The Academy: September 2007

By Prachi Petal-Predd
Published: Monday, Jul 12, 2010
%u25BA UNIVERSITY OF MICHIGAN COMPREHENSIVE CANCER CENTER

     Gene Fusions Switch on Prostate Cancer


Researchers at the University of Michigan Comprehensive Cancer Center in Ann Arbor have found a family of gene fusions that can cause prostate cancer. Knowing which gene fusion is involved in a patient’s prostate cancer could make it easier to tailor treatment, according to Arul Chinnaiyan, MD, PhD, Director of the Michigan Center for Translational Pathology, and lead author of the new study presented in the August 2 issue of Nature.

Dr. Chinnaiyan and his colleagues have discovered that pieces of two chromosomes can trade places with each other, causing two genes to fuse. The composite gene overrides the switch that controls cells from growing uncontrollably and causing prostate cancer.

From tests in mice and cell cultures, the researchers found that five genes from the same family can become scrambled and fuse with either ERG or ETV1, two genes that are known to be involved in different types of cancer. The researchers found such abnormal gene fusions in 60% to 70% of the prostate cancer cell lines that they studied.

The five genes are regulated differently, the research team found. Some genes are regulated by androgen, some are repressed by androgen, and some do not respond to the hormone. “This suggests that there are different types of prostate cancer,” Dr. Chinnaiyan told Oncology and Biotech News. “Some may benefit from antiandrogen therapy, but some may get worse with antiandrogen treatment and some may not get affected at all.”

Fused genes are known to play a role in cancers such as leukemia, lymphoma, and Ewing’s sarcoma. In 2005, Dr. Chinnaiyan and others were the first to show that gene fusions were the causative agents in solid prostate tumors. Just as the drug Gleevec (imatinib mesylate) targets a fused gene that plays a role in chronic myeloid leukemia, knowledge about prostate gene fusions could lead to treatments for prostate cancer, Dr. Chinnaiyan believes. “These gene fusions will be useful biomarkers for the presence of prostate cancer,” he said.

The researchers are now developing processes to detect the gene fusions by testing patients’ urine. This would be helpful for doctors to determine what kind of gene fusion is causing a patient’s prostate cancer so that they can tailor the androgen-based treatment. “This is still in the future,” Dr. Chinnaiyan said, “but somebody could get a biopsy and their gene fusion subtype could be detected and that could be used to guide their treatment.” Ultimately, he said, the goal is to target the gene fusions directly, just as Gleevec does in chronic myeloid leukemia.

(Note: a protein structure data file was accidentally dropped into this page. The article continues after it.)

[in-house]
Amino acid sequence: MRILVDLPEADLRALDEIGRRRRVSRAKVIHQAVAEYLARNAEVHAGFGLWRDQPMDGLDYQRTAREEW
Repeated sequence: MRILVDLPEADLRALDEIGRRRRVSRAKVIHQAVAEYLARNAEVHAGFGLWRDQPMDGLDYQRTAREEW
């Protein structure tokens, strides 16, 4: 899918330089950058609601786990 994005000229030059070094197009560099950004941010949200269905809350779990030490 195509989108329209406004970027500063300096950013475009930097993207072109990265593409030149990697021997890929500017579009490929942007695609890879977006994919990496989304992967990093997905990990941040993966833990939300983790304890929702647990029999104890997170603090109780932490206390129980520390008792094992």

%u25BA DANA-FARBER CANCER INSTITUTE

     New, Powerful Lung Tumor Suppressor Gene Found


Researchers have found a new lung tumor suppressor gene for non–small-cell lung cancer in mice. The gene, called LKB1, may be more powerful than other, better-known tumor suppressors, the researchers report in an August 5 Nature paper.

In mice, the researchers found that mutations in this gene led to more aggressive tumors that are more likely to spread. If LKB1 is found to have a tumor-suppressing effect in human lung cells, it could influence the way lung cancer is diagnosed and treated, according to the study’s senior author Kwok- Kin Wong, MD, PhD, a physician–researcher at the Dana-Farber Cancer Institute in Boston, Massachusetts.

People born with mutations in LKB1 often develop Peutz–Jeghers syndrome, which increases the risk for certain cancers, and non-inherited LKB1 mutations have been found in some lung cancers.

The researchers studied lung cancer development in mice with abnormal LKB1, and compared it with disease development in animals with mutations in two other wellknown tumor suppressor genes, p53 and Ink4a/Arf. The animals had a defective Kras gene, which leads to the formation and growth of lung cancer. The researchers found that the defective Kras gene worked more strongly with the mutated LKB1 than with the other genes.

“The LKB1-deficient tumors grew more rapidly and spread more frequently than the others, and comprised all three types of non–small-cell lung cancer—squamous cell carcinoma, largecell carcinoma, and adenocarcinoma—rather than just one or two,” Wong said.

The researchers also examined 144 human non-small cell lung cancer tissue samples and found that about 34% of lung adenocarcinomas and 19% of the squamous cell carcinomas contained abnormal versions of the gene.





%u25BA DUKE COMPREHENSIVE CANCER CENTER

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